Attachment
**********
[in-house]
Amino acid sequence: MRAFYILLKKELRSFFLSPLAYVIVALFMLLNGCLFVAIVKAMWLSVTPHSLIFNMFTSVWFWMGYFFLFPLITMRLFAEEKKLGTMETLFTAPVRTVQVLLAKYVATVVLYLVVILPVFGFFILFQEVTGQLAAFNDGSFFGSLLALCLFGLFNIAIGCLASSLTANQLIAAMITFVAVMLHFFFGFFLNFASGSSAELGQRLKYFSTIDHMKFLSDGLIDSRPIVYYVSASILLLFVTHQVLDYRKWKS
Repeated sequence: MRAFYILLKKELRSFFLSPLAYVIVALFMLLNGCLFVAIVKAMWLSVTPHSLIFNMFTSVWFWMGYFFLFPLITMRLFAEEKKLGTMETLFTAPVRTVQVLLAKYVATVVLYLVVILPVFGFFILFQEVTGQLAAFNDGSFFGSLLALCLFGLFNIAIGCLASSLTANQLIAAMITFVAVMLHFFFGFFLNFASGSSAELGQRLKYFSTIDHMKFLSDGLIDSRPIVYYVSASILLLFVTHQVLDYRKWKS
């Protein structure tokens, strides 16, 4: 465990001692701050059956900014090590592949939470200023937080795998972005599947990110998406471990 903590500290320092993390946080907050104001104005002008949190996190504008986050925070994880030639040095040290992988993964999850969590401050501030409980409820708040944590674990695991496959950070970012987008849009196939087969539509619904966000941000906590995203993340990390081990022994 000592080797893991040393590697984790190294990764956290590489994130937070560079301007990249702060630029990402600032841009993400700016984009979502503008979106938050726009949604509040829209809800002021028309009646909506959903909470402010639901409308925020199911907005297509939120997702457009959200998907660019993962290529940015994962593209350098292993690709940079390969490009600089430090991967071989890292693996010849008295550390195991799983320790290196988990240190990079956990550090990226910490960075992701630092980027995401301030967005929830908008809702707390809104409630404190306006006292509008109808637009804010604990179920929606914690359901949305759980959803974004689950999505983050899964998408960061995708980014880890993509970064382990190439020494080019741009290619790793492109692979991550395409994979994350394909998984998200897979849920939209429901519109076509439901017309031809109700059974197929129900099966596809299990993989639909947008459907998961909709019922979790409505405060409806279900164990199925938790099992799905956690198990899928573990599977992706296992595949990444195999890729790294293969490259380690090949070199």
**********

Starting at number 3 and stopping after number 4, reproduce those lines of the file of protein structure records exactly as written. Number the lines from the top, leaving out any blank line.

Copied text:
Repeated sequence: MRAFYILLKKELRSFFLSPLAYVIVALFMLLNGCLFVAIVKAMWLSVTPHSLIFNMFTSVWFWMGYFFLFPLITMRLFAEEKKLGTMETLFTAPVRTVQVLLAKYVATVVLYLVVILPVFGFFILFQEVTGQLAAFNDGSFFGSLLALCLFGLFNIAIGCLASSLTANQLIAAMITFVAVMLHFFFGFFLNFASGSSAELGQRLKYFSTIDHMKFLSDGLIDSRPIVYYVSASILLLFVTHQVLDYRKWKS
């Protein structure tokens, strides 16, 4: 465990001692701050059956900014090590592949939470200023937080795998972005599947990110998406471990 903590500290320092993390946080907050104001104005002008949190996190504008986050925070994880030639040095040290992988993964999850969590401050501030409980409820708040944590674990695991496959950070970012987008849009196939087969539509619904966000941000906590995203993340990390081990022994 000592080797893991040393590697984790190294990764956290590489994130937070560079301007990249702060630029990402600032841009993400700016984009979502503008979106938050726009949604509040829209809800002021028309009646909506959903909470402010639901409308925020199911907005297509939120997702457009959200998907660019993962290529940015994962593209350098292993690709940079390969490009600089430090991967071989890292693996010849008295550390195991799983320790290196988990240190990079956990550090990226910490960075992701630092980027995401301030967005929830908008809702707390809104409630404190306006006292509008109808637009804010604990179920929606914690359901949305759980959803974004689950999505983050899964998408960061995708980014880890993509970064382990190439020494080019741009290619790793492109692979991550395409994979994350394909998984998200897979849920939209429901519109076509439901017309031809109700059974197929129900099966596809299990993989639909947008459907998961909709019922979790409505405060409806279900164990199925938790099992799905956690198990899928573990599977992706296992595949990444195999890729790294293969490259380690090949070199």